Michel Gelobter is one of the country’s leading sustainability and climate strategists, author of the acclaimed “Lean Startups for Social Change: The Revolutionary Path to Big Impact” and founder of his own social purpose organization.
Eric Reis, author of The Lean Startup, called Michel’s book “A major step forward for the social sector”, while Barry Gold, Program Director, Walton Family Foundation, said “Gelobter shows how to bring the cutting edge of Silicon Valley to some of the wicked problems facing the social sector. A must-read for all funders and change makers.
Michel is excited to share his views on using Lean Startup thinking to drive social and technical innovation during a YYC keynote at 7:30 a.m. on September 16 (the keynote is titled “Lean Start-ups for Social Change: Insights and Perspective for Social Purpose Organizations”).
Michel’s September 16 keynote is part of Social Entrepreneurship Day in Calgary.
Registration is required. To learn more about the entire day’s activities click here or to register, click here.
As a teaser to the big event we asked him three questions:
Q: What’s your elevator pitch on the promise and power of bringing lean startup thinking to the social sector?
A: There is something truly new in the world of change-making: it is possible faster than ever before to know the impact of a change you are seeking to make. The technologies and practices that make this possible enable us to test new ideas and innovations and find our way to great solutions with unprecedented speed and efficiency. Because the problems we work on are so vital, we owe it to the world to seek answers fearlessly, and the lean startup permits us to do so with far fewer resources and lower risk of burning out from the mistakes that inevitably arise along the path to real results.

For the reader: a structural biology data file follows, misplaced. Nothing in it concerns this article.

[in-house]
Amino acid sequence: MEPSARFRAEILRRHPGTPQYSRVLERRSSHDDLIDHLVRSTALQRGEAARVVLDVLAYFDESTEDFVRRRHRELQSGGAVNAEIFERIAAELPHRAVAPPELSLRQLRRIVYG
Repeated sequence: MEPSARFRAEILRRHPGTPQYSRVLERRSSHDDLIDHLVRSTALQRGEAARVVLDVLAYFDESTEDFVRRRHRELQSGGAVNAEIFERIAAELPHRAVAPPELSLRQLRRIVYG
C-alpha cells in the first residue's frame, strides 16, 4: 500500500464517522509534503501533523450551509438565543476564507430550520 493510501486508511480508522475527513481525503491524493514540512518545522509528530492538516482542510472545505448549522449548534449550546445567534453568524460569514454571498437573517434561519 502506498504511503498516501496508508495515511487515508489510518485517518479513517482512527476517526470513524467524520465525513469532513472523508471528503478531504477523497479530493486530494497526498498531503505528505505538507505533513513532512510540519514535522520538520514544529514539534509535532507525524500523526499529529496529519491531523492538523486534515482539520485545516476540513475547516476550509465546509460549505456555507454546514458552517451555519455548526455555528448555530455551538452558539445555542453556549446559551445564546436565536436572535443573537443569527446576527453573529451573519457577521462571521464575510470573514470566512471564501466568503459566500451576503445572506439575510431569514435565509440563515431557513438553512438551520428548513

Q: What is typically the greatest challenge for social organizations as they try to use lean startup thinking?
Letting go of their assumptions and being open to what the people we are seeking to serve really need…to how people see their own problems and how they truly respond to the innovations we are presenting them with.
Q: Explain the idea of “the one metric that matters”?
A: Lean is a way of listening to the world, but also a way of maintaining focus and direction. It is hard to really listen when there are too many moving parts. The “one metric that matters” is a way of ensuring that you focus your efforts to learn and not overbuild or over-test. Get the very simplest things right first.